That’s right. Germ dodgers, not germ catchers – the kind of people we are now.
Don’t believe it?
OK, off the top of your head, when was the last time you washed your hands?
Be honest, because it’s not a trick question. It might come as a shock if you’re out and about, like most of us are.
Once we get into the day, we’re all wrapped up in what we’re doing. So washing hands isn’t even on the radar – unless of course, we need the loo.
Which means it’s actually possible – as you sit down to a night out in a restaurant – that you haven’t hit soap and water since you left home this morning. Like all of us, busy, busy, busy. Unless our hands don’t LOOK clean, we don’t even think about it.
Sure, we know about germs and things, but we’re not really too worried. Life around us is clean and hygienic most of the time. Fresh, drinkable water. Efficient sewerage. Rubbish regularly taken away. Homes spotless and hoovered once a week. What’s the problem?
Because even if we do come down with some bug, our support system is pretty amazing. Either the chemist can fix us up, or our GP can. Or if it’s serious, there’s A&E. They’ll give us the medicine and we’ll be hunky dory. Antibiotics – boom, what nasty bug?
Yes well, don’t count on it being like that for too much longer.
Antibiotics are rapidly passing their sell-by date and use-by date. A lot of the time they’re past their ineffective-by date as well.
Bacteria are smart, see? With billions and billions of years’ practice at surviving whatever happens to them. A magic pill to bring them down? Sooner or later, they’ll find a way round it. Develop an immunity. Show off their antimicrobial resistance – AMR.
Bye-bye wonder drugs
Exactly the situation that’s crept up on our medical profession, while we don’t even worry a dickie-bird.
It worries the hell out them though, right to the edges of panic.
Because if antibiotics stop working, modern medicine just grinds to a halt. Big operations become impossible – even routine starts looking dodgy.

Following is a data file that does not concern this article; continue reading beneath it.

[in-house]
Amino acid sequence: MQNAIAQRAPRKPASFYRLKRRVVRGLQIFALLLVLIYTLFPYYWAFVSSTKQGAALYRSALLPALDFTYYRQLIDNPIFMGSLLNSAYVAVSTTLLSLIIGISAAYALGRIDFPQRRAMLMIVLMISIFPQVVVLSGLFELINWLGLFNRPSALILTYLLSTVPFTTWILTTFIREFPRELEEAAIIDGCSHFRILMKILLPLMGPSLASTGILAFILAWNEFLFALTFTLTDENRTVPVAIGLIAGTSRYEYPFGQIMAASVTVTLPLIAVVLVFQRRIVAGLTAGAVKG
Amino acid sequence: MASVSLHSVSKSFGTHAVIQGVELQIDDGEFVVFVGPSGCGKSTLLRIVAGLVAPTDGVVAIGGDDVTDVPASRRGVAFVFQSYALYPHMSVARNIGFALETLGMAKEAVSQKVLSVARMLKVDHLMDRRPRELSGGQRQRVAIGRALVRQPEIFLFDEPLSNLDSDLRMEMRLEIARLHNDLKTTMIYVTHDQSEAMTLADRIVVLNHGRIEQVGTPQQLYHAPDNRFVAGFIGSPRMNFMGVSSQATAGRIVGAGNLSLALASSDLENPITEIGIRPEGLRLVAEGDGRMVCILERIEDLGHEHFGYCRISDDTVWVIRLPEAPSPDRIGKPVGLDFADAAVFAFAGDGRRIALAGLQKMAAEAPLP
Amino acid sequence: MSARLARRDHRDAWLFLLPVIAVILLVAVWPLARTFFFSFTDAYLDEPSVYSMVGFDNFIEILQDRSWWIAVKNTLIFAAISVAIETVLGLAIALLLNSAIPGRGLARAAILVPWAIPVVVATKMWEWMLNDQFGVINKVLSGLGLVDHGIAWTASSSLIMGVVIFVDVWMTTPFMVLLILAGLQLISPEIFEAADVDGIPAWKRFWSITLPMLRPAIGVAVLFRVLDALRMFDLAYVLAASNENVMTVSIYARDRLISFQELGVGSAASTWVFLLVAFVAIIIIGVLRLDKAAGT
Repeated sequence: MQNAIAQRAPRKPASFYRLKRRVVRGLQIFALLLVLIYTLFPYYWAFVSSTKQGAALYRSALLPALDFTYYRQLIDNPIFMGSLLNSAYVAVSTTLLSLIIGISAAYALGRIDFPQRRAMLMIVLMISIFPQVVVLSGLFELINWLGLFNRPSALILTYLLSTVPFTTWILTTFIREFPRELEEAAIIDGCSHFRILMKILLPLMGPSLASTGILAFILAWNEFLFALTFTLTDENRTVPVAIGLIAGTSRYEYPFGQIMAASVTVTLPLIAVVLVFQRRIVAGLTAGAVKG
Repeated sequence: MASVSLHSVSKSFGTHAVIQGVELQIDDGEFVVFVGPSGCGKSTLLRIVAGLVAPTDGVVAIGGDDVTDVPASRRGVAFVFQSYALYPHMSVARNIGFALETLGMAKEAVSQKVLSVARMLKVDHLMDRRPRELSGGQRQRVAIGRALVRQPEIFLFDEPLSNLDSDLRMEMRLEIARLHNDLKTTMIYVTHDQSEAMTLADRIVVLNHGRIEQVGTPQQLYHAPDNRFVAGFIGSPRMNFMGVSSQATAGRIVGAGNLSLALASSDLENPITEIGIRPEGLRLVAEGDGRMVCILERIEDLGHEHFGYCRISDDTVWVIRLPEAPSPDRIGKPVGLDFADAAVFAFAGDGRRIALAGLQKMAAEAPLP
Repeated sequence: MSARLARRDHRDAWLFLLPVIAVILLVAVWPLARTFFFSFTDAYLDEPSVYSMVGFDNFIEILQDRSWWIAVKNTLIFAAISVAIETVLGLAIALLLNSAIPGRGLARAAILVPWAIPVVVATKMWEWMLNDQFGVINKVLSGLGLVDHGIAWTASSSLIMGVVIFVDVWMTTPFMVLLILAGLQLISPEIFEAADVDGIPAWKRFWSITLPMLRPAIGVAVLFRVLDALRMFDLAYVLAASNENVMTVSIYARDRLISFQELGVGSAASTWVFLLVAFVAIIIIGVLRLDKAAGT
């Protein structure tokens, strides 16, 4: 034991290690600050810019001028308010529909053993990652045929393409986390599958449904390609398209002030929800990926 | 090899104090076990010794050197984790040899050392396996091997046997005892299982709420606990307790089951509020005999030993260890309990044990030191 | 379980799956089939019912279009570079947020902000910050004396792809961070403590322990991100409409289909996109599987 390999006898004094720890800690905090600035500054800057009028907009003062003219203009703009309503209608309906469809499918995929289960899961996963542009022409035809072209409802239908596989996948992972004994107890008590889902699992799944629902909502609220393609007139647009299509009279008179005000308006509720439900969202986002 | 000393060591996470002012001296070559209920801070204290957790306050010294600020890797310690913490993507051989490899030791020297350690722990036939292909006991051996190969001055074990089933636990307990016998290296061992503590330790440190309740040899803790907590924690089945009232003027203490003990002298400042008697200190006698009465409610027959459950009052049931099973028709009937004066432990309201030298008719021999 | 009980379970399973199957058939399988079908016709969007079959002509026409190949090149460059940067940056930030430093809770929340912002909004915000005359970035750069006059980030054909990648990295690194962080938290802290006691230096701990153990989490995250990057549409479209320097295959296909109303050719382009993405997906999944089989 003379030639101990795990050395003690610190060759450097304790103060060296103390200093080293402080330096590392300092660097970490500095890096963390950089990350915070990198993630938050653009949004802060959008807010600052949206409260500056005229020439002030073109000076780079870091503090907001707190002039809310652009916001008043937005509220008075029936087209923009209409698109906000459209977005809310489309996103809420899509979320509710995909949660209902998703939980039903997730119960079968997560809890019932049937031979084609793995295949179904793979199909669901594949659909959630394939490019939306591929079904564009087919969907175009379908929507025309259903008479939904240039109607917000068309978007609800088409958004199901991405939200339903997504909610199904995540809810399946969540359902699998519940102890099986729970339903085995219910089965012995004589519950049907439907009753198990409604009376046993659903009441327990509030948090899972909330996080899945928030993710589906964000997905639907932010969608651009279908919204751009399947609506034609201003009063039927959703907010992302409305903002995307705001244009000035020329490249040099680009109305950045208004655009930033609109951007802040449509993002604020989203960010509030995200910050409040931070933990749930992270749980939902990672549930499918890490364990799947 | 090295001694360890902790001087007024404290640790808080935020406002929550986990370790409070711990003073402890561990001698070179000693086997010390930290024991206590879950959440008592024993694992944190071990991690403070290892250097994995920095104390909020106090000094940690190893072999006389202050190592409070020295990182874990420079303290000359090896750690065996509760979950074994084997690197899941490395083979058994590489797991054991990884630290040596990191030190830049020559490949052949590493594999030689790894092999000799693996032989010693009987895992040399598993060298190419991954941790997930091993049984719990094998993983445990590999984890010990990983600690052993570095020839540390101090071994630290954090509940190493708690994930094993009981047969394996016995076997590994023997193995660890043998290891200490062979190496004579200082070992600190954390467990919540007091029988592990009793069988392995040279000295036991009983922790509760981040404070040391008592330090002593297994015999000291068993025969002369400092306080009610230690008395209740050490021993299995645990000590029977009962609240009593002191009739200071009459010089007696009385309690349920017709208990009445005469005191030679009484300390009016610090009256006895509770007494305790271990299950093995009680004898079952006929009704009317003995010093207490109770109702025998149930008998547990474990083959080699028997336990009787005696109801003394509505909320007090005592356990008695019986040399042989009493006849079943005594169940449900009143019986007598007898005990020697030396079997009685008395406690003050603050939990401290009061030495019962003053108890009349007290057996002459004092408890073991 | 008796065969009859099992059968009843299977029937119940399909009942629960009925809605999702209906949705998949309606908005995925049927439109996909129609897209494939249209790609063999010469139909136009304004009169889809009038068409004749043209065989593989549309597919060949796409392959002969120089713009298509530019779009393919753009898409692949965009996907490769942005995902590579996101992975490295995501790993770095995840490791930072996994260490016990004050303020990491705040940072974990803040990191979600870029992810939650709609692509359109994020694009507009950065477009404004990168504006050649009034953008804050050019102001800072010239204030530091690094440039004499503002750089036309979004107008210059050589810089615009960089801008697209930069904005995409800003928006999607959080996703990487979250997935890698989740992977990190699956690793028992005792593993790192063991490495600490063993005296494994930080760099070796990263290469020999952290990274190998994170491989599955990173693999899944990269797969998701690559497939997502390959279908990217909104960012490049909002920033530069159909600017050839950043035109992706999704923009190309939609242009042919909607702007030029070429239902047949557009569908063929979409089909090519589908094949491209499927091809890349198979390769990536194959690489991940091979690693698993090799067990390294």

So that right now, today, it’s possible you could die from a paper cut. Without the medics being able to do a thing to save you.
And it’s already happening.
Last week with all the hoo-hah, you may have missed the news item snuck in under everything else.
About a woman in her 70s who died from carbapenem-resistant Enterobacteriaceae (CRE) – a bug resistant to ALL antibiotics, including carbapenem and colistin, our two super-drugs of last resort.
“… a bad infection from such bacteria can kill you no matter how rich or famous you are, what apps you have on your phone or social media sites you frequent, what kind of walls you build, how many nuclear weapons you have…”
Which is why we’ve got to start being germ dodgers instead of catchers. Our carefree lifestyle won’t let us get away with it any more.
Sloppy hygiene can kill
Make that careLESS lifestyle – with very sloppy hygiene. Because if antibiotics can’t be around to save us, the facts are frightening:
- 62% of men and 40% of women NEVER wash their hands after going to the toilet.
- 95% of people don’t even wash their hands properly.
- Only 12% of people wash their hands before eating.
Get the picture?
Hand hygiene is our first line of defence.
But we live in a world surrounded by germs, which is how our hands get contaminated in the first place. They don’t LOOK dirty – but unless we’ve just washed them, they’re crawling with viruses and bacteria. From door handles, light switches, touchscreens, keys, money – just about everything there is in our lives.
Dodge for our lives
Except we can dodge them too – at least in the enclosed spaces where we live most of the time. And with temperatures hovering around freezing these days, that’s seriously good news.
Yes, we still need to wash our hands – because we keep touching stuff.
But just like some bacteria can resist ALL antibiotics, ionised hydrogen peroxide can destroy ALL bacteria. And all viruses, and all fungi, and all parasites.
Sprayed as mist from a machine called a Hypersteriliser, it penetrates everywhere. Offices, restaurants, classrooms and consulting rooms – oxidising all germs to nothing.
Give it 40 minutes and the place is sterile. No germs to catch, no illness to come down with. Clever dodgers, us – nothing can touch us.
Except, yes it can – as soon as we go outside again, we pick up more germs. Which makes it like brushing your teeth, ideally it gets done daily.
Dodge germs most of the time though, and most of the time you’re safe. Like not going looking for trouble, because for sure we’ll find it.
Meanwhile it’s up to the doctors and experts to come up with alternative recovery medicine if ever we do get sick. Vaccines yes, or maybe phages.
Let’s wish them luck. Who wants to stay indoors when skies are blue and the sun comes out , nudging temperatures into the 30s? Roll on summer!
Picture Copyright: slplondon / 123RF Stock Photo